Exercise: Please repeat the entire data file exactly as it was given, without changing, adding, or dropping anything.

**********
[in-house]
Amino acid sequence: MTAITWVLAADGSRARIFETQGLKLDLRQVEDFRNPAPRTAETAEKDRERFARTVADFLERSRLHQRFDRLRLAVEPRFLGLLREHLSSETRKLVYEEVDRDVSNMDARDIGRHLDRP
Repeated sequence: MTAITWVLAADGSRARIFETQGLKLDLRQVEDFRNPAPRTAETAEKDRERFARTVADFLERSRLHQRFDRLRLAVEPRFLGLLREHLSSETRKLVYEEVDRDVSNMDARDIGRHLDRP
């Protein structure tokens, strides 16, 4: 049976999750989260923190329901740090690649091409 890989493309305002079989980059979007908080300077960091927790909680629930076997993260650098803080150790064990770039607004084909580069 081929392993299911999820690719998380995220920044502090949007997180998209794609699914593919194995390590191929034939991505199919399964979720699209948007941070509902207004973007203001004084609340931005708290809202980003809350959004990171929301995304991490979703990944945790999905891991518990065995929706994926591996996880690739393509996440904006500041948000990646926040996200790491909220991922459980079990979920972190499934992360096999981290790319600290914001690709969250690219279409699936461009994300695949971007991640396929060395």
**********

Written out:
[in-house]
Amino acid sequence: MTAITWVLAADGSRARIFETQGLKLDLRQVEDFRNPAPRTAETAEKDRERFARTVADFLERSRLHQRFDRLRLAVEPRFLGLLREHLSSETRKLVYEEVDRDVSNMDARDIGRHLDRP
Repeated sequence: MTAITWVLAADGSRARIFETQGLKLDLRQVEDFRNPAPRTAETAEKDRERFARTVADFLERSRLHQRFDRLRLAVEPRFLGLLREHLSSETRKLVYEEVDRDVSNMDARDIGRHLDRP
């Protein structure tokens, strides 16, 4: 049976999750989260923190329901740090690649091409 890989493309305002079989980059979007908080300077960091927790909680629930076997993260650098803080150790064990770039607004084909580069 081929392993299911999820690719998380995220920044502090949007997180998209794609699914593919194995390590191929034939991505199919399964979720699209948007941070509902207004973007203001004084609340931005708290809202980003809350959004990171929301995304991490979703990944945790999905891991518990065995929706994926591996996880690739393509996440904006500041948000990646926040996200790491909220991922459980079990979920972190499934992360096999981290790319600290914001690709969250690219279409699936461009994300695949971007991640396929060395």